A Note on Mutual Exclusion
You could write a square root program like this:
1 TextWindow.Write(“Please enter the object’s height (meters): “)
2 height = TextWindow.ReadNumber()
3 If (height < 0 ) Then
4 TextWindow.WriteLine(“Don’t be so negative!”)
6 If ( height >= 0 ) Then
7 time = Math.SquareRoot(10 * height / 49)
8 time = Math.Round( time * 100 ) / 100 ‘ Rounds to 2 decimal places
9 TextWindow.WriteLine(“Fall time = “ + ans + ” sec. “)
This program gives the same output as Listing 7-4, but it doesn’t use Else.
If the input number’s less than 0, the program prints the error message on Line 4 and then checks the next condition (height >= 0) on Line 6. If you think about this carefully, you’ll see that the second test in this case isn’t needed because the two conditions, (height < 0) and (height >= 0), are mutually exclusive (only one or the other is true). That means if height is less than 0, it can’t be greater than or equal to 0. The If/Else statement removes that second check! Using If/Else in this case is the way to go!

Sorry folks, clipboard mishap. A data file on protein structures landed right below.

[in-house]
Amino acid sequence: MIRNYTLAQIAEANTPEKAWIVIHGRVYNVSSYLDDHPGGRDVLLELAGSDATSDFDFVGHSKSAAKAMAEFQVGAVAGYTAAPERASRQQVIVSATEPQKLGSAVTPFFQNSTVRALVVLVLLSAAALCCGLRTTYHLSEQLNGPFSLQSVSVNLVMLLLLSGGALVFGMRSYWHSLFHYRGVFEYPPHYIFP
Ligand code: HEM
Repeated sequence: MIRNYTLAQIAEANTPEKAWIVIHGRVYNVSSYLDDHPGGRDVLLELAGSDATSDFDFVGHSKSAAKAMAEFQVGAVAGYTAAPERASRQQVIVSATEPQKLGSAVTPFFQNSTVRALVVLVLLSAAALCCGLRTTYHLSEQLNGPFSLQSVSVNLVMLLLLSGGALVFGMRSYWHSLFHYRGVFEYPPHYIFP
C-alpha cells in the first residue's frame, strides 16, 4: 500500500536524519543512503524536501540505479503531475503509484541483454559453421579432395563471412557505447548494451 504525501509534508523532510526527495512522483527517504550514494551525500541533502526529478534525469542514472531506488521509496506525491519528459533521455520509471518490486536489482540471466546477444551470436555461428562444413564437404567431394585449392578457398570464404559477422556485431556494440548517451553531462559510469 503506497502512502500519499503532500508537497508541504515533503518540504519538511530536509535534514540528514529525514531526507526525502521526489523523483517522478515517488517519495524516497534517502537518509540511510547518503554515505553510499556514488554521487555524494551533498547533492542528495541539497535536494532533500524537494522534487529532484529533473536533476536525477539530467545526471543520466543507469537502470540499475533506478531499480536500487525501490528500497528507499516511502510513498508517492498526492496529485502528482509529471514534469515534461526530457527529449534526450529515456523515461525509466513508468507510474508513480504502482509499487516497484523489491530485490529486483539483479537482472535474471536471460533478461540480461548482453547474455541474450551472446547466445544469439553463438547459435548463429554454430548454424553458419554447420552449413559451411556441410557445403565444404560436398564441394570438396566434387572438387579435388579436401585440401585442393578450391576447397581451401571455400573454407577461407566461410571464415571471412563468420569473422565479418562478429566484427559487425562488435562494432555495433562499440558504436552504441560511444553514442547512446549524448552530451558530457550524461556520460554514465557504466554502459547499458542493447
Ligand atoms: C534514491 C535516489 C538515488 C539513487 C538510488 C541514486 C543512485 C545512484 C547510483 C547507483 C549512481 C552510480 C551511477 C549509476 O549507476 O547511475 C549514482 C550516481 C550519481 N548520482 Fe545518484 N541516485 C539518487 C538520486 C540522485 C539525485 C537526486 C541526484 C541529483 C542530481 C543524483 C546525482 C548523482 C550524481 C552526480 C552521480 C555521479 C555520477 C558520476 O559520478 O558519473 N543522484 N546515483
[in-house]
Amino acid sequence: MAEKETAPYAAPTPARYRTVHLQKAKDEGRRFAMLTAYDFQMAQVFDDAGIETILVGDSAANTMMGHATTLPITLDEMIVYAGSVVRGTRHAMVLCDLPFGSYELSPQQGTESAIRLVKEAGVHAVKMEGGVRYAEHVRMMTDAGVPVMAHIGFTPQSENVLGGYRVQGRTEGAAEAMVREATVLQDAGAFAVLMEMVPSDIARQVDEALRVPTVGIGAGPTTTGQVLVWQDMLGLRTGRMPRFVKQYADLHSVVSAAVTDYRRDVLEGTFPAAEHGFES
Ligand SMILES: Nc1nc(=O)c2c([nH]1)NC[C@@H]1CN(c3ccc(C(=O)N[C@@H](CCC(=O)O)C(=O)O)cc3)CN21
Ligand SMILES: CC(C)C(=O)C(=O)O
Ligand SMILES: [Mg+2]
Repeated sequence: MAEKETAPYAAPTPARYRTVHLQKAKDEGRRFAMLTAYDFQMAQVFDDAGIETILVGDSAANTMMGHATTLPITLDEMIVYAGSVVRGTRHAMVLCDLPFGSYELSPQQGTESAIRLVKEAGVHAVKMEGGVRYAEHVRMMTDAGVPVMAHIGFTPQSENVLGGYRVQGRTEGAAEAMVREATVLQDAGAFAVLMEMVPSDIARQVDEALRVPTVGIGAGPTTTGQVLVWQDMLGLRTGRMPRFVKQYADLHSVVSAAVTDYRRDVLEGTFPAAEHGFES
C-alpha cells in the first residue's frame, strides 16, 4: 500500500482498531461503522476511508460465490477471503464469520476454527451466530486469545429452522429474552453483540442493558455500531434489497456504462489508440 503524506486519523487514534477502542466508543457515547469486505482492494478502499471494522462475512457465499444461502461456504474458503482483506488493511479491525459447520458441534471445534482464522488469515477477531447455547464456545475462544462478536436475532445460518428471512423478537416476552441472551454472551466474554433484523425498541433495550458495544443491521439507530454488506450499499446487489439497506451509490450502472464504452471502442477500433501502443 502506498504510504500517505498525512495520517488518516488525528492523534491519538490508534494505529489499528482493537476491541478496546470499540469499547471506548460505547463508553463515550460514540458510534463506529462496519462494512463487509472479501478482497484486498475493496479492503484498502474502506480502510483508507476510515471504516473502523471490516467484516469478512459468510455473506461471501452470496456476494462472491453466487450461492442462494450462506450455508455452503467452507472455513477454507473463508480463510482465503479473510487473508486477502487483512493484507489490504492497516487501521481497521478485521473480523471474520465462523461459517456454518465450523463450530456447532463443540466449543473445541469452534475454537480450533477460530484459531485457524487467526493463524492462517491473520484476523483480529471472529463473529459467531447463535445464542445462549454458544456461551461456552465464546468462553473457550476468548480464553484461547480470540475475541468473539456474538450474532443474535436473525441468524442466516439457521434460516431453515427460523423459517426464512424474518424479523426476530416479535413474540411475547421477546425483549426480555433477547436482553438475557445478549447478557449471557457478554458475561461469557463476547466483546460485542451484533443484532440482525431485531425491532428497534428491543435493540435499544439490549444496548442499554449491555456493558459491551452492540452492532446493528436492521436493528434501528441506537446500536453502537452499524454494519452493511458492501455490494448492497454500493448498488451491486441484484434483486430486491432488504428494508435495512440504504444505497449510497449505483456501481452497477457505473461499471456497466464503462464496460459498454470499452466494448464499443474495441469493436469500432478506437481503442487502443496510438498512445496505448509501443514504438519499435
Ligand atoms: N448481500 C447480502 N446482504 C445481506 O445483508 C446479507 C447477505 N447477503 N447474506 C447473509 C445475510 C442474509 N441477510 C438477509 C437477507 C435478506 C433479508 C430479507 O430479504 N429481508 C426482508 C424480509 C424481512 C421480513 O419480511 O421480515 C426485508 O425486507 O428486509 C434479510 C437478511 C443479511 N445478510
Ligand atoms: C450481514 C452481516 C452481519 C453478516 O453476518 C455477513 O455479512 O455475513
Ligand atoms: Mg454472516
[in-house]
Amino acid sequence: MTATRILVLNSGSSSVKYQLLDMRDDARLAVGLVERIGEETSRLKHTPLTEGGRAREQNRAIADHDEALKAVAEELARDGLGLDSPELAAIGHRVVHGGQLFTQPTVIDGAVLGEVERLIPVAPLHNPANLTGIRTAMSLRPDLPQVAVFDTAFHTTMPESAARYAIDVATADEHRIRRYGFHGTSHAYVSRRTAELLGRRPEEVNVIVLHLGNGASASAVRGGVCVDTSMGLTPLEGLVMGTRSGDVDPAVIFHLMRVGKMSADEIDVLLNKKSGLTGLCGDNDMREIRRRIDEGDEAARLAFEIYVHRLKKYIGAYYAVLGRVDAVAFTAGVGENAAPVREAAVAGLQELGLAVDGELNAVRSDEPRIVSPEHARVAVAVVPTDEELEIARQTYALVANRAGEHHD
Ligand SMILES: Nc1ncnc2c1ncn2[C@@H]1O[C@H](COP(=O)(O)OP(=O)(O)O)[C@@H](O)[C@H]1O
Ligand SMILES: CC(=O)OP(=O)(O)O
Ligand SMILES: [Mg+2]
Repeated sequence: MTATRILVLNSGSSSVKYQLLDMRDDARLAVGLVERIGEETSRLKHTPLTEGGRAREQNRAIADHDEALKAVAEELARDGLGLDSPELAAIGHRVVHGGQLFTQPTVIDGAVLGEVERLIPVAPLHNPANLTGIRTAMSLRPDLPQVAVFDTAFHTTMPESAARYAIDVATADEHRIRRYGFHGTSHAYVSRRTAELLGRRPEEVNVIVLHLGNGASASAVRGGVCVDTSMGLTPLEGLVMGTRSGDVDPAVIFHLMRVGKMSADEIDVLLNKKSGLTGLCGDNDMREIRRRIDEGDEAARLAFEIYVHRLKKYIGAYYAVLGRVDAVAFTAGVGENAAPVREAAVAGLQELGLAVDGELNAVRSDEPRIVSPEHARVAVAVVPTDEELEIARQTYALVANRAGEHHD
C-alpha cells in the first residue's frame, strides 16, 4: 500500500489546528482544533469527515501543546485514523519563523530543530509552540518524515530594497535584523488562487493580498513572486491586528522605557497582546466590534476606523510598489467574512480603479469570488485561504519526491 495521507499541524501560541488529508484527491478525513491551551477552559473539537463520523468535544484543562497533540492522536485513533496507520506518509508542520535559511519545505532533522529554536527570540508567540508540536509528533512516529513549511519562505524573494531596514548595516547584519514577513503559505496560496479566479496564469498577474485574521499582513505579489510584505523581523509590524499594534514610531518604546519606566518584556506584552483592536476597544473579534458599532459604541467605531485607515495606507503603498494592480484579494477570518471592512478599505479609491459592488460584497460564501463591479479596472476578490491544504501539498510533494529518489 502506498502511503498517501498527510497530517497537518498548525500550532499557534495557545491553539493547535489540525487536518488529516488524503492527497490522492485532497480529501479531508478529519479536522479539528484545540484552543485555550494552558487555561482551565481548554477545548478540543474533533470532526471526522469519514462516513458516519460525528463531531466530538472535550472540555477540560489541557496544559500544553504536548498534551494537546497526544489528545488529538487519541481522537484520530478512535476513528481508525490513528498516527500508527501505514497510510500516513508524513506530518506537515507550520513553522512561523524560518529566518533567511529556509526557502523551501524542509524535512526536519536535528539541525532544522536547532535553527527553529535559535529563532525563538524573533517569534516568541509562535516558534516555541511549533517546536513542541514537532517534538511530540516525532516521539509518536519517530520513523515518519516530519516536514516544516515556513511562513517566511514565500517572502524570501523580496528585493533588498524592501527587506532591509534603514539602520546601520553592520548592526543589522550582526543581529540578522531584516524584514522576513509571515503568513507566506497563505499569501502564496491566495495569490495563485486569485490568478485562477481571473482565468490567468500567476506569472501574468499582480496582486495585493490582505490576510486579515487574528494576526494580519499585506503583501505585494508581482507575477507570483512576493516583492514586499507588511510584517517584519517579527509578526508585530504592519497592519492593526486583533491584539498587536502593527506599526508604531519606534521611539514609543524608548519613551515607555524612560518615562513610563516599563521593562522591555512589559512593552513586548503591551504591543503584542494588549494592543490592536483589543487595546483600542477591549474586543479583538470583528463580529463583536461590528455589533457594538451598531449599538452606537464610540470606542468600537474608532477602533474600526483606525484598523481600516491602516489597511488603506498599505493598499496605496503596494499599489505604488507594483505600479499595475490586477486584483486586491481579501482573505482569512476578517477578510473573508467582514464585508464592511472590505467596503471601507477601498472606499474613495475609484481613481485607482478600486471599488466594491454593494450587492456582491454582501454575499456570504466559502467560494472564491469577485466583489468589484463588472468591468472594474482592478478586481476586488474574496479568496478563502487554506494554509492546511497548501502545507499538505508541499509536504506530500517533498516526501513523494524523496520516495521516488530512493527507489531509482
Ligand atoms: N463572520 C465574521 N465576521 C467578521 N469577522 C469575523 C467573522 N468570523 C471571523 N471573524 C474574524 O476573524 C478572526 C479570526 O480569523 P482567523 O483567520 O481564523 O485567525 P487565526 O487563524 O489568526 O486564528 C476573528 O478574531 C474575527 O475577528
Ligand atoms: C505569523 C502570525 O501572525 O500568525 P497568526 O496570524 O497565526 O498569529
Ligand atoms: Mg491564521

Learn more about Small Basic: Small Basic: Relational Operators & Strings
Have a Small and Basic day!
– Ninja Ed & Majed Marji